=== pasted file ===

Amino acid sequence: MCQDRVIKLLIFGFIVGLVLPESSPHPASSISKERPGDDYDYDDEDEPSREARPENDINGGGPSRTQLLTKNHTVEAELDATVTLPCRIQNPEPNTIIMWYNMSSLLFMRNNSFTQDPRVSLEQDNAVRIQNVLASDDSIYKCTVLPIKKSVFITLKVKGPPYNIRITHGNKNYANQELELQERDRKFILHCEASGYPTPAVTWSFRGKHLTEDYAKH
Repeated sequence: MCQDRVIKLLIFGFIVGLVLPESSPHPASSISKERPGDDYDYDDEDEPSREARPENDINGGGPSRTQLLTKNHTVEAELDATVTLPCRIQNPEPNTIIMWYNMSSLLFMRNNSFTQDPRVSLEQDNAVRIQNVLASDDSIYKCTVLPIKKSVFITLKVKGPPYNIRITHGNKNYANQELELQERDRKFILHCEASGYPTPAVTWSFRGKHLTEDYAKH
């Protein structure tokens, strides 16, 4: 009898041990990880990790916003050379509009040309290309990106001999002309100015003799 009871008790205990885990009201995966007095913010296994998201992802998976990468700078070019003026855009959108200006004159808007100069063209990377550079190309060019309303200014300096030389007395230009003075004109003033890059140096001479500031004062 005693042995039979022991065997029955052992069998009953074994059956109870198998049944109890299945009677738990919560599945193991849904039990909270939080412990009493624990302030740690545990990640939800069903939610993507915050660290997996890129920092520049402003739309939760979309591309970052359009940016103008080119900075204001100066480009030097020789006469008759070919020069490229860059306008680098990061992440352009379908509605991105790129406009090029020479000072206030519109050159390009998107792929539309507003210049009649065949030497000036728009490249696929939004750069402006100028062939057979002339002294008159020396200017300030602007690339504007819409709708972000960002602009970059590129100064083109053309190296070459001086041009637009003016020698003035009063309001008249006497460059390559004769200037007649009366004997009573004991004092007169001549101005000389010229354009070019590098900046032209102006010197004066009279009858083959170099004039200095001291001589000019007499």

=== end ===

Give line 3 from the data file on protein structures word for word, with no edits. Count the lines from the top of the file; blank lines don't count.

């Protein structure tokens, strides 16, 4: 009898041990990880990790916003050379509009040309290309990106001999002309100015003799 009871008790205990885990009201995966007095913010296994998201992802998976990468700078070019003026855009959108200006004159808007100069063209990377550079190309060019309303200014300096030389007395230009003075004109003033890059140096001479500031004062 005693042995039979022991065997029955052992069998009953074994059956109870198998049944109890299945009677738990919560599945193991849904039990909270939080412990009493624990302030740690545990990640939800069903939610993507915050660290997996890129920092520049402003739309939760979309591309970052359009940016103008080119900075204001100066480009030097020789006469008759070919020069490229860059306008680098990061992440352009379908509605991105790129406009090029020479000072206030519109050159390009998107792929539309507003210049009649065949030497000036728009490249696929939004750069402006100028062939057979002339002294008159020396200017300030602007690339504007819409709708972000960002602009970059590129100064083109053309190296070459001086041009637009003016020698003035009063309001008249006497460059390559004769200037007649009366004997009573004991004092007169001549101005000389010229354009070019590098900046032209102006010197004066009279009858083959170099004039200095001291001589000019007499």